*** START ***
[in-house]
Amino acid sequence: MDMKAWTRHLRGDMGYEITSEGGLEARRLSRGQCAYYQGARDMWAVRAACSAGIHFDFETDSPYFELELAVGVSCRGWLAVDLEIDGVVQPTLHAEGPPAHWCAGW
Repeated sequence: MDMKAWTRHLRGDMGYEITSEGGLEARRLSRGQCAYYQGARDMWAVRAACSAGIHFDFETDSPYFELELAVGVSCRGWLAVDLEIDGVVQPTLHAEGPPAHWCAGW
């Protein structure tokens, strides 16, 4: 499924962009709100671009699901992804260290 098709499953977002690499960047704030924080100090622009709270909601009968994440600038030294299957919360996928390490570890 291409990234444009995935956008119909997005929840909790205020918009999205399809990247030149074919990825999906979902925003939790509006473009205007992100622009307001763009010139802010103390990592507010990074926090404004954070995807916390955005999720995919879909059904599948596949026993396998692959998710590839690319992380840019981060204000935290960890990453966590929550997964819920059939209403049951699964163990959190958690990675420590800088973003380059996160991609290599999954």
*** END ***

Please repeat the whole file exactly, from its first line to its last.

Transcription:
[in-house]
Amino acid sequence: MDMKAWTRHLRGDMGYEITSEGGLEARRLSRGQCAYYQGARDMWAVRAACSAGIHFDFETDSPYFELELAVGVSCRGWLAVDLEIDGVVQPTLHAEGPPAHWCAGW
Repeated sequence: MDMKAWTRHLRGDMGYEITSEGGLEARRLSRGQCAYYQGARDMWAVRAACSAGIHFDFETDSPYFELELAVGVSCRGWLAVDLEIDGVVQPTLHAEGPPAHWCAGW
């Protein structure tokens, strides 16, 4: 499924962009709100671009699901992804260290 098709499953977002690499960047704030924080100090622009709270909601009968994440600038030294299957919360996928390490570890 291409990234444009995935956008119909997005929840909790205020918009999205399809990247030149074919990825999906979902925003939790509006473009205007992100622009307001763009010139802010103390990592507010990074926090404004954070995807916390955005999720995919879909059904599948596949026993396998692959998710590839690319992380840019981060204000935290960890990453966590929550997964819920059939209403049951699964163990959190958690990675420590800088973003380059996160991609290599999954």